5 Tips To Make A Visit To The Relatives Feel More Like A Vacation

One of the things that annoys me the most is when I take my young children to their grandparents’ house (we live in another country, so when we go, it is usually for at least a week) and my husband refers to it as going on vacation.   It is not going on vacation.  It is my daily life, with the vast majority of the stresses, relocated to a new location.

A vacation is special.  It usually involves some relaxation or adventure (or both).  There is often excitement and anticipation about an upcoming event or experience. A family reunion is different.  Not that seeing my family and watching the joy on my children’s faces when they play with their grandparents isn’t special, but it isn’t the same special as when we all travel to a great resort or villa in a tropical location.   But there are tips that can create some of that vacation “special-ness” when visiting relatives at home.  A pre-requisite is open communication and cooperation between the host and the visitors.   With some advance planning it is possible to have a very enjoyable family visit.

 

  1. Think about space            If you are planning a luxury family holiday, you would make sure you had enough beds and space for everyone.   Your family home (or grandma’s new condo) may not be big enough.   A teenager sleeping on the living room couch is going to be extremely moody if his toddler cousins wake up at dawn and interrupt his sleep.  And it will be much harder for grandpa to chase after the kids if his back is sore from sleeping on an uncomfortable sofa bed.  Air beds and fold out couches, and even tents and sleeping bags, are definitely an option.  However, if there are not enough beds for everyone, you could consider some other alternatives.Renting a room or two in a nearby hotel is perhaps the most obvious, and expensive, way to get extra space.  But there may be other alternatives as well.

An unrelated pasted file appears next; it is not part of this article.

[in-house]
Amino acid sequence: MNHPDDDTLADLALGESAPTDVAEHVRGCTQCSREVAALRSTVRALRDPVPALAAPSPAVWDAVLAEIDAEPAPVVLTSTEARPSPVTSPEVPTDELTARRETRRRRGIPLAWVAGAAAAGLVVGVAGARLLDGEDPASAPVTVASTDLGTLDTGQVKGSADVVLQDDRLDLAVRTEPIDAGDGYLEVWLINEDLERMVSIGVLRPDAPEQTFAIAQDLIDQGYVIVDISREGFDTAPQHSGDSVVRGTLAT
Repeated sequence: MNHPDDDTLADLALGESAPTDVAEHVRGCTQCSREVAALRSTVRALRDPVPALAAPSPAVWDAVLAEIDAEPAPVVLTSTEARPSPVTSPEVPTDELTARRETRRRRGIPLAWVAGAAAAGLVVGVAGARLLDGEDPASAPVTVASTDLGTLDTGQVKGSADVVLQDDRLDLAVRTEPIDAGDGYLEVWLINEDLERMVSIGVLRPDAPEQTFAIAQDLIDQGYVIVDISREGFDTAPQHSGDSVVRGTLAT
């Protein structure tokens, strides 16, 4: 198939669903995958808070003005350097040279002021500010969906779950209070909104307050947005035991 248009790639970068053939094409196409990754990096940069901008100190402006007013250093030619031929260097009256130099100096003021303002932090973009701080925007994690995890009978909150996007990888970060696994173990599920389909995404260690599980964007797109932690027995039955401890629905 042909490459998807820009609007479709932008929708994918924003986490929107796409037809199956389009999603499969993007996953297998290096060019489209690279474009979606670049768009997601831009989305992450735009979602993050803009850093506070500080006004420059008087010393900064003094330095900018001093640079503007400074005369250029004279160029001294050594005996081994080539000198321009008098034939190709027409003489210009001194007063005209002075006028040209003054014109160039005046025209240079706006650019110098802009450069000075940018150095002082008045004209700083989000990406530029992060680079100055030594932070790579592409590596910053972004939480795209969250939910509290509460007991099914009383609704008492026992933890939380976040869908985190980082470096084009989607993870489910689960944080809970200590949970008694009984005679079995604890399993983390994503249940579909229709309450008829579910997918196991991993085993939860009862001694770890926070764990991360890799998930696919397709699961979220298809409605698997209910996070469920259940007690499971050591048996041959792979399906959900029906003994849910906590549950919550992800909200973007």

• Is there a neighbor who will be away who might let you use his bedrooms?
  • Could you park an RV in the driveway? If you don’t have one, perhaps you could borrow or rent one.
  • Are there any AirBNBs near your location?You may decide after looking at options that you prefer to squeeze in.  All of the above suggestions involve some inconvenience, if not cost.  However, you may decide that trying one of them could be just what you need to make the visit more enjoyable and vacation-like for everyone.

 

  1. Book Special Events        Most of the time when we go on vacation there are events and activities we are anticipating.   When we visit relatives, however, we sometimes don’t plan special events.  This is a big mistake.  Not only does it take away the opportunity for anticipation, it also takes away an opportunity for creating special memories.  Nor do the activities you plan have to involve everyone.  An activity for part of the group can be very memorable.For example, one year when everyone in my husband’s family was at my in-laws, my mother-in-law booked an air boat tour through the Everglades for all 10 of us.  The whole family still talks about how close we got to the alligators and laughs about how it was possible for my then 3-year old daughter to sleep through the roar of the incredibly loud engines.   It wasn’t a particularly expensive activity, but it was unique and brought the entire family together for a specific event.I believe special events foster high quality family time.  They communicate to people that their participation in the activity is expected.  A reticient teenager is more likely to participate if there is an end time to the event.Advanced planning promotes inspirations which in itself are a big step to creating some great memories